Seventy-seven RFA treatments were performed on 60 patients with the Simplicity probe. A clinician called each patient at 6 weeks, 6 months, and 1 year after the procedure. Patients were asked to rate their pain level using a Verbal Pain Scale (0–10), and procedures resulting in >50% pain relief were considered a successful outcome.
Of the 77 radiofrequency treatments, 71.4% (N = 55) were considered a successful outcome at 6 weeks, defined as having >50% pain relief (Table 1). At 6 months, 54.5% (95% confidence interval [CI], 42.8%–65.8%) of the treatments continued to have a successful outcome and this continued in 15.6% (N = 12) at 1 year.
Our results compare favorably with other techniques of SI joint RFA. More than half of our patients (54.5%) had significant (>50%) clinical relief for at least 6 months compared with 36.4% of patients in the original study by Ferrante et al.12 with the leap-frog technique. With this technique, a series of radiofrequency cannulae are inserted along the inferior SI joint and several bipolar lesions are then performed along the posterior border of the joint, typically at 80°C for 60 to 90 seconds.18,19
A meta-analysis of 5 studies with 6 total groups found a success rate of 42.3% to 57.6% at 6 months, with a pooled mean of 49.9%.20 These results are similar to our initial results (54.5%, 95% CI, 42.8%–65.8%). There was no subanalysis of outcomes at 1 year in this meta-analysis with which to compare, although Cohen et al.21 found that 14% of patients had persistent pain relief at 1 year. In summary, our initial results using the Simplicity probe are within the range of those reported for the leap-frog technique and with cooled RFA.
We found that 16 of 77 radiofrequency lesions failed, in that they provided no clinically significant relief to the patient. Cohen et al.21 identified a number of potential predictors of outcome failure, including higher preprocedure pain scores, longer duration of symptoms, and frequent opioid use. None of these variables was documented consistently enough to analyze in our study. Another interesting consideration is that the failure rate could be secondary to variable contributions of anterior innervation.22,23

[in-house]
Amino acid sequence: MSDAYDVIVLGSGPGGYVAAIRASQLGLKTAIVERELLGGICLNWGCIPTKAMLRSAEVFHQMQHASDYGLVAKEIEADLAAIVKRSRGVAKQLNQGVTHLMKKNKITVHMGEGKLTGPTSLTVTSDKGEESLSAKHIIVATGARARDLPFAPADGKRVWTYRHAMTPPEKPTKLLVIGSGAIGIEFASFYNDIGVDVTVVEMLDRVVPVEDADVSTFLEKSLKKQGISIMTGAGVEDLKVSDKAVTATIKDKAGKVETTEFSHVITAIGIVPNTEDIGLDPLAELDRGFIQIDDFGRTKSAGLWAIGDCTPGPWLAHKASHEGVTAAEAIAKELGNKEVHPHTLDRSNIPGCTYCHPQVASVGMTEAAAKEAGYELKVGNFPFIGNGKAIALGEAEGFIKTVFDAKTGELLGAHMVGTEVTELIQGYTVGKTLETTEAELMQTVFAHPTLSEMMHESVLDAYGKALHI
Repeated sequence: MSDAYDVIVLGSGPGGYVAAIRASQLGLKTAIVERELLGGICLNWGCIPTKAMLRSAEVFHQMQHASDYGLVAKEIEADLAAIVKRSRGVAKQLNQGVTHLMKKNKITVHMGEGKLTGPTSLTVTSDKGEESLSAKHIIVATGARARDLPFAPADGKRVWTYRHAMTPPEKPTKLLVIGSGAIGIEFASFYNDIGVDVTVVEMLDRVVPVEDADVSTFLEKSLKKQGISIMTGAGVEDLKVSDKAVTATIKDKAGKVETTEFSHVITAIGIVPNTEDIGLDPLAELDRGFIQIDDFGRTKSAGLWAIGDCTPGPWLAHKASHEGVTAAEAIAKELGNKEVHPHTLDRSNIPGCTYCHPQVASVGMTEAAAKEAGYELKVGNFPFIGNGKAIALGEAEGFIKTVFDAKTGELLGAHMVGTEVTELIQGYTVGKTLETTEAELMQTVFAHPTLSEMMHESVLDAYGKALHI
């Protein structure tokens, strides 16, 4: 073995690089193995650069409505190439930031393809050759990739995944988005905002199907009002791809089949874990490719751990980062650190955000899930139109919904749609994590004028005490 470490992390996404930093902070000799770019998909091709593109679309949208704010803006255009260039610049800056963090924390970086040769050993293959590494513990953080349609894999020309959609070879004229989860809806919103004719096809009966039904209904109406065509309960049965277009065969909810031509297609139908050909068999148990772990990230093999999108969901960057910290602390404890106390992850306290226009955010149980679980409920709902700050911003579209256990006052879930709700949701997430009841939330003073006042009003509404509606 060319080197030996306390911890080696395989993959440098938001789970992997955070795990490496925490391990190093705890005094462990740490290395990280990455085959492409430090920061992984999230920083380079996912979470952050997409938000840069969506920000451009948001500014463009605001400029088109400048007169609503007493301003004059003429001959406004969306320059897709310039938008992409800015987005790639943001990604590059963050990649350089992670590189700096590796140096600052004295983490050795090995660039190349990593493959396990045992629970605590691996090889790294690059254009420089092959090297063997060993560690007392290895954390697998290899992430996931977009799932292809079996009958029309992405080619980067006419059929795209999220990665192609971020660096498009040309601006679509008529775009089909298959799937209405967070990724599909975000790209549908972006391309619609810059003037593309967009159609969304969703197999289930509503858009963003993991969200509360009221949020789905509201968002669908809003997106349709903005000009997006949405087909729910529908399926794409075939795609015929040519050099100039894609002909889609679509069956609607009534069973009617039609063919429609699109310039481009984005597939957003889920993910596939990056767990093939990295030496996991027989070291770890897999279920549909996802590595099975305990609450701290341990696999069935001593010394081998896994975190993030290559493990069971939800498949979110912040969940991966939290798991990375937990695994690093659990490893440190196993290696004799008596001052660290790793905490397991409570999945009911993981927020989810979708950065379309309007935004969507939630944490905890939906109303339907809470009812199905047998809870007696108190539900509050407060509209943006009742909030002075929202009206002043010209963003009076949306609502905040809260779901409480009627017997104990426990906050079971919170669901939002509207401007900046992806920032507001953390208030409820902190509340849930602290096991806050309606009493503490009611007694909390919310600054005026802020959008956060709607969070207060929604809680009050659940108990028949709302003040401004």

In contrast to other SI joint radiofrequency techniques, the main advantages of this probe are the single insertion site, the potential of neurolysing most of the lateral branch nerves with a single continuous lesion, and possibly faster performance. A potential disadvantage may be that the lesion size of the single insertion, single depth probe may be inadequate to account for the different depths at which the nerves supposedly travel as described by Dreyfuss et al.24,25 Finally, in patients with larger body habitus, it may be more challenging to align the probe directly over the sacral plate.
This case series suffers from several limitations beyond those inherent in a noncontrolled study. First, there was slight variation in treatment regimens between institutions, with a small number of patients at 1 institution receiving L4 medial branch lesions. This group was of insufficient size to analyze as a subgroup. Furthermore, we recognize that these data would be more robust with the addition of patient functional assessments and thorough patient demographic information, as well as a comparison to historical controls. Unfortunately, this information was not consistently available for our interpretation.
The results of this case series suggest that the Simplicity probe is a promising tool for providing intermediate-term relief of SI joint pain. Our results are comparable to those found with the original leap-frog technique and within the range of the relief provided by cooled radiofrequency at 6 months. Our data further support that SI joint RFA is an effective treatment in selected individuals with chronic pain originating at the SI joint.20,26,27
We believe that the next step in evaluating this new technology is an appropriately powered randomized controlled trial in which the Simplicity probe is compared to traditional RFA techniques to determine comparative pain relief at various intervals, as well as any differences in functional capacity and quality of life.
Name: Peter C. Schmidt, MD.
Contribution: This author helped analyze the data and write the manuscript.
Attestation: Peter C. Schmidt approved the final manuscript.
Name: Carlos A. Pino, MD.
Contribution: This author helped design and conduct the study, analyze the data, and write the manuscript.
Attestation: Carlos A. Pino approved the final manuscript.
Name: Kevin E. Vorenkamp, MD.
Contribution: This author helped design and conduct the study, analyze the data, write the manuscript, and clinical care of patients.
Attestation: Kevin E. Vorenkamp approved the final manuscript.
This manuscript was handled by: Spencer S. Liu, MD.
a B Starr, Dahle N and KE Vorenkamp. Radiofrequency Lesioning of the SI Joint with the Simplicity III Probe: A case series. Reg Anesth Pain Med 2009; MCC:28 Cited Here...